We’ve created transitional kindergarten; now, how and what to teach them?

My college mentor, renowned political scientist James Q. Wilson, always said that more important than getting the right answer is asking the right question. This week, about 500 educators and policymakers from across California came together at the Transitional Kindergarten Implementation Summit to ask questions and to hear practical information for getting California’s groundbreaking transitional kindergarten (TK) classrooms up and running in school districts around the state beginning in Fall 2012.

With three years to fully implement TK, educators have some time to explore what are the best questions, test out some answers, and see what works. Here are some thoughts on a few questions as California embarks on implementing TK for the 130,000 four-year-olds already eligible for kindergarten each year.

What is transitional kindergarten?

The law that established TK, Senate Bill 1381, called it the first year of a two-year kindergarten experience for children who turn 5 between September and December. California first established public kindergarten in 1891 as a two-year program. As designed by Friedrich Froebel of Germany in the 1830s, kindergarten was originally for children ages 3 to 6, which today sounds a lot like preschool. During the Great Depression, the California Legislature cut its fledgling kindergarten program from two years to one, voting to override a veto by then Gov. James Rolph.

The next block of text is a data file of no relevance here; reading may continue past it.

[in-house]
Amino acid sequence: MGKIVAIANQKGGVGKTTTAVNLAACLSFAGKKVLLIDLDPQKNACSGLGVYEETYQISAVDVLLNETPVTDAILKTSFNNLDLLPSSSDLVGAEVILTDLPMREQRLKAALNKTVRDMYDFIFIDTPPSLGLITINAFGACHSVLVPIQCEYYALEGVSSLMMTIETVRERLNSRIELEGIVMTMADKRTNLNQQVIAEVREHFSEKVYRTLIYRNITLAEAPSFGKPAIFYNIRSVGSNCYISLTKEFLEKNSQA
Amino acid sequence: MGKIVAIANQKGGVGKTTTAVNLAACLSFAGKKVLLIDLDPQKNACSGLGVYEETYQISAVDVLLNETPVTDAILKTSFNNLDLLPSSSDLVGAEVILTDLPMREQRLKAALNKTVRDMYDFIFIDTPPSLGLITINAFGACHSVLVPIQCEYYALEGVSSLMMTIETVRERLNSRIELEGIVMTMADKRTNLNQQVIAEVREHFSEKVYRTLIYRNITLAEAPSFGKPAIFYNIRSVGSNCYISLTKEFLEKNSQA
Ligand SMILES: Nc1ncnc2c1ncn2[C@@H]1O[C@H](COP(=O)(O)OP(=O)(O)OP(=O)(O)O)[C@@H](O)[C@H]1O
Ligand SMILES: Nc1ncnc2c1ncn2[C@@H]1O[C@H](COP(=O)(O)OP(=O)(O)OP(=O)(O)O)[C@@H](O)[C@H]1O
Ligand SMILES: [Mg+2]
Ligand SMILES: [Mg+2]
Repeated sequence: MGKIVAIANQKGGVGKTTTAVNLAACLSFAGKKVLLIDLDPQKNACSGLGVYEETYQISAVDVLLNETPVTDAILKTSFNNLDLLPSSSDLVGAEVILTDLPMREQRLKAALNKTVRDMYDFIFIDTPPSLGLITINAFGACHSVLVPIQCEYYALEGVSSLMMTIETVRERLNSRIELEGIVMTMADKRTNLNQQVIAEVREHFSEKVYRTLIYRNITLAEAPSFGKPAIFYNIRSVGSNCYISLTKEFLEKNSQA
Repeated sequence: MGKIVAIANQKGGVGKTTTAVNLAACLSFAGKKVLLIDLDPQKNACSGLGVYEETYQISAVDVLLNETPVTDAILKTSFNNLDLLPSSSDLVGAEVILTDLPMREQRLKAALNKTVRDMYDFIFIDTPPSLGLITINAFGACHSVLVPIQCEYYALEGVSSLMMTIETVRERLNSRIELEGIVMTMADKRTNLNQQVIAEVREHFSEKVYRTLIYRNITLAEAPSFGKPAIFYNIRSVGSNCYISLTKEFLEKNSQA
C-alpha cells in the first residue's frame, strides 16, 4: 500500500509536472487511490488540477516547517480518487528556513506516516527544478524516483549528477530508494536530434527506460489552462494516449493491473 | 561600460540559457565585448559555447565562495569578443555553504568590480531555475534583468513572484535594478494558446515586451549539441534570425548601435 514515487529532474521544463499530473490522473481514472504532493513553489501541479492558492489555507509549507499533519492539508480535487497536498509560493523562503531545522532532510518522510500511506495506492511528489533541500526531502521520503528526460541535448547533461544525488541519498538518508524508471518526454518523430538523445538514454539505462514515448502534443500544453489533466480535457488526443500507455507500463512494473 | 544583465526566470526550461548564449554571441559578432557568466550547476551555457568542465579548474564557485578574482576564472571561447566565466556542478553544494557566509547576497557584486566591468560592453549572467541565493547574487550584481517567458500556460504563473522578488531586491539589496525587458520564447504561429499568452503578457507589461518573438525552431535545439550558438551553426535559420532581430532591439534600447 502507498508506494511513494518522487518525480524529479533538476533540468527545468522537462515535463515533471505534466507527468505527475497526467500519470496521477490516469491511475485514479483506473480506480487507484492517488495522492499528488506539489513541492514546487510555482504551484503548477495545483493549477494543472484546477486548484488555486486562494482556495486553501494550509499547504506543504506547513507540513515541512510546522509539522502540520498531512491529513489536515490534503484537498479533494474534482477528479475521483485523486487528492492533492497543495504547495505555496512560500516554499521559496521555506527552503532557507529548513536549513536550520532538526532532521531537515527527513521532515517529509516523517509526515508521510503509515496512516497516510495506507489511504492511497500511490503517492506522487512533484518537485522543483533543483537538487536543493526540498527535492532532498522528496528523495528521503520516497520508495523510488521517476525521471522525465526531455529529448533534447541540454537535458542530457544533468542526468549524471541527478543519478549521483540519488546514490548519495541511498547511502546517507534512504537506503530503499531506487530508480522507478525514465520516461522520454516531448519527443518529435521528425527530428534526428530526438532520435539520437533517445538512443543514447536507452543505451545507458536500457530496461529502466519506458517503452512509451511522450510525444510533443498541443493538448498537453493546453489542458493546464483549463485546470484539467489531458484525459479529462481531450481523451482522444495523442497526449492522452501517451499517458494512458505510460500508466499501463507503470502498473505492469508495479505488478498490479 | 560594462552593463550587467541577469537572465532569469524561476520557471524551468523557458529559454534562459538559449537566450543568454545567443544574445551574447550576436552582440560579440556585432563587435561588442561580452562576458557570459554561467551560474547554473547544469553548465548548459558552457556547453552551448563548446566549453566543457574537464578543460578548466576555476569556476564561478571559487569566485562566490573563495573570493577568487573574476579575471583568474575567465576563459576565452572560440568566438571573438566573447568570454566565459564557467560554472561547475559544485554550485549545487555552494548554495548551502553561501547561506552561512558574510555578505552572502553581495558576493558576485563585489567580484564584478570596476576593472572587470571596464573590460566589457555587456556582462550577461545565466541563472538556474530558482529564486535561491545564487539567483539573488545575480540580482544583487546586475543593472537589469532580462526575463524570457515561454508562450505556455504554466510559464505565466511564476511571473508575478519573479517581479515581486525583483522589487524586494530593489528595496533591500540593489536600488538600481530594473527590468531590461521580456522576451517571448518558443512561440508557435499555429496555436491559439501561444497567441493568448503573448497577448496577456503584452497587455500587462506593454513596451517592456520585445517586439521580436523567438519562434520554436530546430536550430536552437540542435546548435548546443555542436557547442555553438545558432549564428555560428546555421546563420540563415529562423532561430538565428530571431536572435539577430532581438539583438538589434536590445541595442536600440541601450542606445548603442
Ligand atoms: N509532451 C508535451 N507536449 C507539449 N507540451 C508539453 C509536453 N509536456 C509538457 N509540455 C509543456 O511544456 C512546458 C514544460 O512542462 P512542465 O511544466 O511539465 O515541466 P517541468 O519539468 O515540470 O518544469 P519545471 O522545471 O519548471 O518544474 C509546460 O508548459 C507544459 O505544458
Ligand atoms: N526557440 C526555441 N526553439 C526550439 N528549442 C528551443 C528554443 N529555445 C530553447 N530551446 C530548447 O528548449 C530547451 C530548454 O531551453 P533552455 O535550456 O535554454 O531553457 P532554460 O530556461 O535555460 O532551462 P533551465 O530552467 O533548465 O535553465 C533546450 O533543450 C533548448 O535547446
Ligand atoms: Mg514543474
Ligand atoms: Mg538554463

In his veto message, Gov. Rolph wrote, “It is in the kindergarten that the children are of the age when they are most impressionable, and receive their first directed training in social values, language, habits, and character.” It is fitting that during the Great Recession, California made the right decision for children by expanding access instead of decreasing it, although we are fortunate to be able to do this without any new costs to the state until 2025.

So whether one considers TK a new grade for four-year-olds, a return to the original kindergarten, or a new pre-K program, the fact is it does not matter so much what we call it or how we define it. What matters is what we do with it.

Why do we need TK?

Some have argued that moving up the kindergarten entry date alone is good for children. This proposal, which has been rejected numerous times by former legislatures and governors over the last 30 years, would essentially kick 130,000 four-year-olds out of school each year. Proponents justify this by saying children will be better off a year older, and their test scores will be higher.